Tempering in oil is a traditional method of releasing flavour from whole spices, common in Indian cooking, whether to start a dish, or to finish it (as in a tadka). It’s easier than toasting and grinding, but it takes a little bit of nerve the first time or two, to heat the oil to sizzling, and cope with the spluttering an popping. The final product is worth it, though — throughly fragrant, intensely flavourful oil for cooking or serving.
— Mythili Continue Reading
Flavourful brown stock, usually made with beef, veal, lamb, or turkey bones is one of the fundamentals of home cooking. It takes a little time, but not much effort. And roasted bone stock adds an immense amount of flavour — as an ingredient, or on its own, as a soup. Stock keeps well in the fridge, for about a week; or you can freeze little aliquots of it, and add it as needed.
Homemade brown stock is much better than almost anything you can buy in the store (some of which is offensively bland). And making your own is a great way to use every scrap of food. Never throw bones away! Keep them (freeze them) and make stock.
Browning meat is one really simple way of making a meal delicious. Instead of just dumping everything into a pot at once, and boiling it together, if you spend a few minutes reducing and browning your food, you’ll end up with something much richer and satisfying. This is the same logic for why you should brown your onions, or your soffritto. You can, of course, substitute MSG, soy sauce, stock cubes, cans of broth, or Vegemite to accomplish the same thing. But, really, it’s not much extra work to make your food taste great, simply.
Blanching is a very common technique for preparing vegetables, but you can use it for meat, as well. It doesn’t involve much more than popping your food into boiling water for a minute or two, and then (usually) putting it immediately in cold, or iced water, to stop the cooking process.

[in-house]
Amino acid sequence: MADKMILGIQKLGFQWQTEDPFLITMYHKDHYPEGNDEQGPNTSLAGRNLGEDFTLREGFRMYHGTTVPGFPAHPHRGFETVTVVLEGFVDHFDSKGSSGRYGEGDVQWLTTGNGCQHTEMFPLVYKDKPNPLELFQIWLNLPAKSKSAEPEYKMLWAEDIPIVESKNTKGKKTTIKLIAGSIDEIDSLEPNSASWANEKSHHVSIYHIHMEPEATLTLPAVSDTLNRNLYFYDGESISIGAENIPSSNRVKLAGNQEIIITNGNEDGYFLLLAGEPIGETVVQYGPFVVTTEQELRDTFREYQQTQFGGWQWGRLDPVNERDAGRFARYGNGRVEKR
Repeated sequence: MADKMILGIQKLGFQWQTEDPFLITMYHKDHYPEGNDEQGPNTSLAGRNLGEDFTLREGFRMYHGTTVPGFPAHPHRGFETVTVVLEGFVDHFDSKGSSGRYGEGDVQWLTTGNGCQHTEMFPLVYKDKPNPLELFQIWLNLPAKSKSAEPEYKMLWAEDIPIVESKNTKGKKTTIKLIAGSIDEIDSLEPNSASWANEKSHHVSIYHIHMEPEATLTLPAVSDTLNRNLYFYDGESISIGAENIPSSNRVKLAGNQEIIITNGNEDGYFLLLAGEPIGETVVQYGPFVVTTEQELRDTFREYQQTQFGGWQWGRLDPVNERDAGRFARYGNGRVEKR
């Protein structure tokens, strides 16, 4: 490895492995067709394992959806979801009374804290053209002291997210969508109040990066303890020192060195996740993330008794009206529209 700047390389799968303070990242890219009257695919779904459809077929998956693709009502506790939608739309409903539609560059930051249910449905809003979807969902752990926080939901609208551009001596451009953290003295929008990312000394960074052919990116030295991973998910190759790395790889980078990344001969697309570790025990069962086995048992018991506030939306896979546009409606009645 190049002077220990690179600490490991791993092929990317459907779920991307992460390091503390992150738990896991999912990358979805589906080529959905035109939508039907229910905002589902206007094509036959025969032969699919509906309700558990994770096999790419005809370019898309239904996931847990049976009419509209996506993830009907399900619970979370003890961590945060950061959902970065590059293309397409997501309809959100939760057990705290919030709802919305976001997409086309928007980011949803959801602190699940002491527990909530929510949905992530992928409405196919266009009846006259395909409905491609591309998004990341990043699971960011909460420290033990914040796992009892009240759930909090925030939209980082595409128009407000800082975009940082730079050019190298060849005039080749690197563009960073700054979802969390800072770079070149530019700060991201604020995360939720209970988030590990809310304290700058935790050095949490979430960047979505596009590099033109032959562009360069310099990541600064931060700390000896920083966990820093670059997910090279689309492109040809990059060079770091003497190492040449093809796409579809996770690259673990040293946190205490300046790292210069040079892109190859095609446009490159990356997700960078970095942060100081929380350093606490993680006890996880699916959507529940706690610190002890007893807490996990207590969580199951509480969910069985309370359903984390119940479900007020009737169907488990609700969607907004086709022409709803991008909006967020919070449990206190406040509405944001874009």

The method for chopping or mincing garlic is very similar to the way you chop, or dice, any vegetable. But there are a couple of little tricks that it’s worth learning, because garlic is so common in Asian, American, and Mediterranean food. You can buy bottles of pre-chopped garlic, but they aren’t nearly as good. You can use garlic powder, but that is vile. You can use a garlic press, but to be honest, they don’t actually make things any quicker or easier — and they’re a bastard to clean. Get a sharp knife, and learn how to use it.
When chopping vegetables, please don’t start hacking away randomly, hoping for the best. It’s a sad truth, but chopping is pretty much the most important thing you can learn to do in the kitchen. Doing it right will save you time; a whole lot of pain, and blood; and will make your food cook, and taste better. It’s worth taking the time to learn how to do it efficiently and safely.Continue Reading
The depth of flavour that is a hallmark of European cooking comes from cooking simple ingredients in ways that bring out their richness and flavour. Techniques like making a roux, and browning meat are simple, but doing it correctly makes all the difference between a good dish, and an indifferent one. One of the most basic processes for making French, Italian, or Spanish food, is to begin with a soffritto (or mirepoix, or refogado, or battuto). It’s a critical component of sauce espagnole, ragu, stock, or osso bucco.
It’s pretty rare that you’ll want to throw raw onion (or garlic) directly into liquid to cook. In fact… pretty much, just don’t do that. Alliums (the onion and garlic family) taste far better when you cook them before adding them to soups or sauces — the rich, sweet taste of slow cooked, browned onions adds depth and fragrance. In some foods, like french onion soup, friggione, or mujadarra, the onions play a starring role. In others, like many north Indian curries, or some classic sauces, they provide a base for stronger flavours. The process takes a little bit of patience and care — but it’s simple. And definitely worth it.
This is a common technique in Turkish and Eastern European cooking. I’m not completely sure about the phrase “murdered”, but several of my Turkish and Arabic friends have used it so I’ll follow suit. Once murdered, vegetables are softer (almost cooked), but still crisp; are typically less-bitter; and won’t leak water into the final dish. I’m going to be pedantic about the details, but rest assured the process is simple: chopping, salting, and squeezing. Rinse — done.
Toasted, and freshly ground whole spices provide a vividness and depth of flavour you can’t compare with. Roasting spices, is critical in Indian, Thai, and South-Mexican food. In fact, pretty much anything you cook will taste better with freshly toasted spice. It’s also more economical than buying ground spices. Whole spice doesn’t go stale and bland so quickly. On toasting, the chemical composition of spices changes as well, so you get more complex, and quite different, flavours than you do with raw spices.